The Roundup -

North Dakota Public Service Commission Discusses New McKenzie County Pipeline

 

The planned Pipeline would be approximately a 12-inch steel pipe which could move up to 20 thousand barrels per day, and could transport ethane, propane, butane, isobutane mix, and gasoline (photo submitted).

The North Dakota Public Service Commission held a public hearing to discuss a possible new pipeline. The meeting was held on May 17 at the Little Missouri Grille and Suites, and was attended by approximately ten people including three of the North Dakota Public Service Commissioners, some private company representatives, local officials, and at least one legislator. There were about ten people present, not counting Public Service Commission staff and attorneys.

The public meeting was held to receive input on a proposed 10.2 mile pipeline designed to transport natural gas liquids. The proposed pipeline would begin at the Targa Badlands Little Missouri Gas Processing Plant and would end at a facility planned by Oneok, called the Demicks Lake Pipeline.

The planned Pipeline would be approximately a 12-inch steel pipe which could move up to 20 thousand barrels per day, and could transport ethane, propane, butane, isobutane mix, and gasoline.

The purpose of the hearing was to provide an opportunity to comment by the public, as a part of the consideration of Public Service Commissioners in their role of providing oversight over such project locations.

The Roundup spoke to Pat Fahn, who serves in the North Dakota Public Service Commission Office, who was able to answer questions on behalf of the Public Service Commissioners, Brian Kroshus, Julie Fedorchak, and Randy Christmann in their absence, who at the time of publication were unavailable for further comment.

According to Fahn, who serves as the Director of the Public Utilities Division for the Public Service Commission, the pipeline is an uncontroversial addition to pipeline infrastructure in McKenzie County. He explained the plans for the pipeline.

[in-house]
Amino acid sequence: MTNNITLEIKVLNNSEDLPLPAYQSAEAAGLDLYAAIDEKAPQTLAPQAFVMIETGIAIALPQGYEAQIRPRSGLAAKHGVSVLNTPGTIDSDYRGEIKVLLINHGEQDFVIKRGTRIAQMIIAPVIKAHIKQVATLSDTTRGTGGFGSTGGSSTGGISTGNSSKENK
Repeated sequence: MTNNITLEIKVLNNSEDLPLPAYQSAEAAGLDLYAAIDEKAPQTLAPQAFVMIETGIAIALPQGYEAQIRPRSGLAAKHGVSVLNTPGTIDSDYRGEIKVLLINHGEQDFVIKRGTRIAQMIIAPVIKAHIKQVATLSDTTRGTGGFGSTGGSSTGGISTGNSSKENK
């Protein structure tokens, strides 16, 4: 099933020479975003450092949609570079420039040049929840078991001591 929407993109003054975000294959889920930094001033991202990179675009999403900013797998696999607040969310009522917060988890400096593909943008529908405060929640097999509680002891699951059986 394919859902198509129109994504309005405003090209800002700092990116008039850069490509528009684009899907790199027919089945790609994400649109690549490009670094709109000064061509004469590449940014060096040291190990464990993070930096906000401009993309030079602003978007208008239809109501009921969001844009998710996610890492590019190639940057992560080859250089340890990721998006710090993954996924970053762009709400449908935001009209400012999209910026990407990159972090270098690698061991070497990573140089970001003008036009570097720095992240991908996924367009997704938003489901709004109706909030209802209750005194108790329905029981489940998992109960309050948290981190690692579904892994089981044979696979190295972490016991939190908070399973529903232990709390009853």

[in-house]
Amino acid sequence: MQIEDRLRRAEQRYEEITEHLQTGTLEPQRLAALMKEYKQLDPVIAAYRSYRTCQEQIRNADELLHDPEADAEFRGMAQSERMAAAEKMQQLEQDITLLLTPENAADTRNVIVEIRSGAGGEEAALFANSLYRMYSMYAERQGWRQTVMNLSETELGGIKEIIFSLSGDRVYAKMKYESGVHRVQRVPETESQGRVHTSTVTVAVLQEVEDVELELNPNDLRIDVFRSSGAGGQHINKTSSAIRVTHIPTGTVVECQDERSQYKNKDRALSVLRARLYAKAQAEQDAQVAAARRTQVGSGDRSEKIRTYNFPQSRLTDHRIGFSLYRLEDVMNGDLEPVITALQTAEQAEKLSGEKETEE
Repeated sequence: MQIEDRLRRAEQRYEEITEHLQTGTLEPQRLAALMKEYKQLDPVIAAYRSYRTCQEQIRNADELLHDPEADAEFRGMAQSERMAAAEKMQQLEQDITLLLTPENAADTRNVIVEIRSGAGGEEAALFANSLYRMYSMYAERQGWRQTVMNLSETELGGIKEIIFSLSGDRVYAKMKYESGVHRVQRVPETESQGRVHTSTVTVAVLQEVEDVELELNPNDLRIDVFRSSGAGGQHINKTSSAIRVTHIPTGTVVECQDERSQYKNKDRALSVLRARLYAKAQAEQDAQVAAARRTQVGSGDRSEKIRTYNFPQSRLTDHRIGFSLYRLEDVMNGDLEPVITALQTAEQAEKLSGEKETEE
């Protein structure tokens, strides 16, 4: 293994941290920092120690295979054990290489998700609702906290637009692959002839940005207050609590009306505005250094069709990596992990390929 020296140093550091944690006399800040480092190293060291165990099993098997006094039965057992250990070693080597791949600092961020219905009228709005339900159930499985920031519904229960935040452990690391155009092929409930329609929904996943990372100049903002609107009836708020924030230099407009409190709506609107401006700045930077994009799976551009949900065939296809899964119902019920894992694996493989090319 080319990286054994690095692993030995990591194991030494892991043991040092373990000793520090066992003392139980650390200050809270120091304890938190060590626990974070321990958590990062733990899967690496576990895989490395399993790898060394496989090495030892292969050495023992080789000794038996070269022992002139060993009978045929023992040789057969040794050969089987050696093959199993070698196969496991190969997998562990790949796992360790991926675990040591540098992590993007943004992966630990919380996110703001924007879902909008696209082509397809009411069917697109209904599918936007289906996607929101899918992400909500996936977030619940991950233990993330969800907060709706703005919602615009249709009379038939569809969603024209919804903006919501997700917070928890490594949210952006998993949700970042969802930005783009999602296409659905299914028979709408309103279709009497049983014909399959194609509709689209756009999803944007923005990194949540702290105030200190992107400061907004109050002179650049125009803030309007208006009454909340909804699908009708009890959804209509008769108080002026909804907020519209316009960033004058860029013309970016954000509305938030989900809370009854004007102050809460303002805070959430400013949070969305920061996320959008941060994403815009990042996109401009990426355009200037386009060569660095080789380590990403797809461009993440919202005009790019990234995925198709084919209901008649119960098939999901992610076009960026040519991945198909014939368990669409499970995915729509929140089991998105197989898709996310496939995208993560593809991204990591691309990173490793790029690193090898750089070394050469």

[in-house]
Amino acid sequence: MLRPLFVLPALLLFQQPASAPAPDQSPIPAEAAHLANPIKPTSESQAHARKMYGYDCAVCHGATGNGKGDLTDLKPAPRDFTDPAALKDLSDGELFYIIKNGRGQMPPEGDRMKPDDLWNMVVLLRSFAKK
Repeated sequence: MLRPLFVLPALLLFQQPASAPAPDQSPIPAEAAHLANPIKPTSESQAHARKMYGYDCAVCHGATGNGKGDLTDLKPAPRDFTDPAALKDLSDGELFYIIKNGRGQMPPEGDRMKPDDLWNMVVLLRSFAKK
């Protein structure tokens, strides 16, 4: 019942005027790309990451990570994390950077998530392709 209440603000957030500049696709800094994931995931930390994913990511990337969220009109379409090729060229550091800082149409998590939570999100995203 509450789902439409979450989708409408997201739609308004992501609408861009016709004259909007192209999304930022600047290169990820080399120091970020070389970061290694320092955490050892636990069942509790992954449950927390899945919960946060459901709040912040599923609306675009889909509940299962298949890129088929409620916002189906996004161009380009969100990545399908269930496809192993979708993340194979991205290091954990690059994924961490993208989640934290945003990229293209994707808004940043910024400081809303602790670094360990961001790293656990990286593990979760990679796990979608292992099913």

Fahn explained, "NGO means 'natural gas liquids.' The commission is required to hold a hearing in the county where the project is taking place."

The meeting, which lasted about two and a half hours, discussed the 'ins and outs' of the pipeline, but there was nothing unique or controversial about this pipeline project, according to the Fahn. Fahn also explained the location of the pipeline doesn't traverse any controversial property.

Fahn said, "The pipeline will not traverse any rivers or public occupied land. There are one or two residents, that used to be man-camps, that are near the pipeline, but probably shouldn't present any kind of problem." Fahn was clear to emphasize that the North Dakota Public Service Commission doesn't approve pipeline projects, but only approves the location for pipeline projects. Other agencies, like the McKenzie County commissioners, would have to give necessary permits if the pipelines cross public properties or roads. The pipeline does propose to cross beneath Highway 25 south of Watford City.

The North Dakota Public Service Commission does plan on releasing their decision to the public soon, according to Fahn.

 

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